Paris, La Vogue, 1886.
Large 8vo of 103 pp. Bound in decorated red morocco, covers decorated with gilt fillet frames with corner fleurons, ribbed spine decorated with gilt fleurons, inner gilt fillet frames, pink moiré silk doublures and endleaves, gilt over untrimmed edges, printed salmon wrappers bound in. Binding in the style of Huser, but not signed.
221 x 137 mm.
“Very rare and much sought-after first edition” (Clouzot, p. 135).
Only 200 copies were printed, of which 30 on Japan paper.
Copy n°146, one of the 170 on Holland paper.
Rimbaud’s prose poems had been published a first time in the May-June 1886 issues of the magazine La Vogue before being gathered in this booklet in October 1886.
“The autograph manuscript has a total of 44 illuminations; the musician Charles de Sivry, Verlaine’s brother-in-law, kept it until 1886, then entrusted it to Louis le Cardonnel, who gave it to Gustave Kahn, then director of La Vogue.” (Dictionnaire des Œuvres).
Gustave Kahn published it with the errors that we know. This edition, certainly faulty, but very appealing, also gives Rimbaud’s poems written in 1872, those of the “dreamed release”.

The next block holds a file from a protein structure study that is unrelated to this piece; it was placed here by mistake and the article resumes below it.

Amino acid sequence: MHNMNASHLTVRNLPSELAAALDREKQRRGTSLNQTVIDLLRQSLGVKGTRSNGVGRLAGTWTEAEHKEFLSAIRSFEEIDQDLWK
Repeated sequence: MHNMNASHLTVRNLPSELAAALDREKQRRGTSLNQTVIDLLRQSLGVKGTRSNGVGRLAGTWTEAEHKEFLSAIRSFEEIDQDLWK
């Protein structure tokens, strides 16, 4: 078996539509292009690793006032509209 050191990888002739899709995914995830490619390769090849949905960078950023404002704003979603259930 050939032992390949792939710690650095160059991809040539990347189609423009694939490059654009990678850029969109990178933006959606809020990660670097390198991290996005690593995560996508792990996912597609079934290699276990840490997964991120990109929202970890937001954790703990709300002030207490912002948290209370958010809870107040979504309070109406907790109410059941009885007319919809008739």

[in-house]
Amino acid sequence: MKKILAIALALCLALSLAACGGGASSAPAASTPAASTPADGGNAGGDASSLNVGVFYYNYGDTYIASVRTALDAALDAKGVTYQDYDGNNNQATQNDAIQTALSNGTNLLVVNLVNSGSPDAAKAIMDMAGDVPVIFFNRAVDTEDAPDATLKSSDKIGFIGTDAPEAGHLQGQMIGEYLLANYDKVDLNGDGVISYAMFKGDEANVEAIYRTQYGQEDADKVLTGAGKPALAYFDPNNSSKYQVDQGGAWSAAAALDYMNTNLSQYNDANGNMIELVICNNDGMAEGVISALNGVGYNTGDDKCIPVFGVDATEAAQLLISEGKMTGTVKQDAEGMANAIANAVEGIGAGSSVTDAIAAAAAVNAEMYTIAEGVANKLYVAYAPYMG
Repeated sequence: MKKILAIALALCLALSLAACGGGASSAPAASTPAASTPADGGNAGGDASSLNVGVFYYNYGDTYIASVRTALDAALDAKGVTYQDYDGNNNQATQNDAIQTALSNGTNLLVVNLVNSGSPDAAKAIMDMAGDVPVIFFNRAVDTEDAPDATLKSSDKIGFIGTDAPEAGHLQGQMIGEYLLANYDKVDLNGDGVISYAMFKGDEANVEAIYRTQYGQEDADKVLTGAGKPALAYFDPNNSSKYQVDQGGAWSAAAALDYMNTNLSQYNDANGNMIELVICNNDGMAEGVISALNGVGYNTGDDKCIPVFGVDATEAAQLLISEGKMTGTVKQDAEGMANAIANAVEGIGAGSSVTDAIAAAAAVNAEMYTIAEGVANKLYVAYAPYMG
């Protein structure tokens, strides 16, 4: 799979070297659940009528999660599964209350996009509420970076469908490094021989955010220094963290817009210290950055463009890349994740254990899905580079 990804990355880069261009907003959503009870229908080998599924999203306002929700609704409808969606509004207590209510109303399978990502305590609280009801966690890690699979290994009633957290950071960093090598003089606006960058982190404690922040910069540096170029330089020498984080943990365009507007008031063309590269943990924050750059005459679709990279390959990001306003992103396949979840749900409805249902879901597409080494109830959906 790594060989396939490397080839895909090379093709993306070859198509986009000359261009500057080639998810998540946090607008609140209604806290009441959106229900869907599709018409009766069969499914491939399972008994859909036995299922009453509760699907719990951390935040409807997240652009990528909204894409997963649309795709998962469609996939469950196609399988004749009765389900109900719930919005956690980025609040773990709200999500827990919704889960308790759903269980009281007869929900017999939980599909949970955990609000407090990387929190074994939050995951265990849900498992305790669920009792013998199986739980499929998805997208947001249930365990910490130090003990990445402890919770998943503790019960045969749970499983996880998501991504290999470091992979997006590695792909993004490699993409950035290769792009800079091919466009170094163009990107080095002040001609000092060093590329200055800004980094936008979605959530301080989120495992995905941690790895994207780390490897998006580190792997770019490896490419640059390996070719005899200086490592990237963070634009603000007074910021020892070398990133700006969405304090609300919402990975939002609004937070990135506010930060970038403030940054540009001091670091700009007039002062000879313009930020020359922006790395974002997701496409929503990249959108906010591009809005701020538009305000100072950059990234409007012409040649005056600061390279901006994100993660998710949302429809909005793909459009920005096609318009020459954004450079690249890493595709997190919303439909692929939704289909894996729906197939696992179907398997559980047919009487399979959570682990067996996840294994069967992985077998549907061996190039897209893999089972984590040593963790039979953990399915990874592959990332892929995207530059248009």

In 1887, the critic and writer Félix Fénéon underlined its importance in Le Symboliste, saying that this text was “outside of all literature and probably above”.
Verlaine’s note at the beginning of the volume expresses his admiration: “At sixteen he had written the most beautiful verses in the world (…). He is now thirty-two years old, and travels in Asia where he occupies himself with art projects. (…) He has been said to be dead several times.”
“Synthesis of the Rimbaldian work, ‘The Illuminations’ opened new horizons to literature, seeming even to spawn and exhaust in advance the ways that they imply. The fervor of this eighteen-year-old poet resembles that of a gold digger finding the “vein” which crowns him and justifies his existence; and what strikes in this work, all to the glory of teenage hood, is its fulgurance and its intensity”. (Dictionnaire des Œuvres).
Beautiful copy from Charles Hayoit’s library.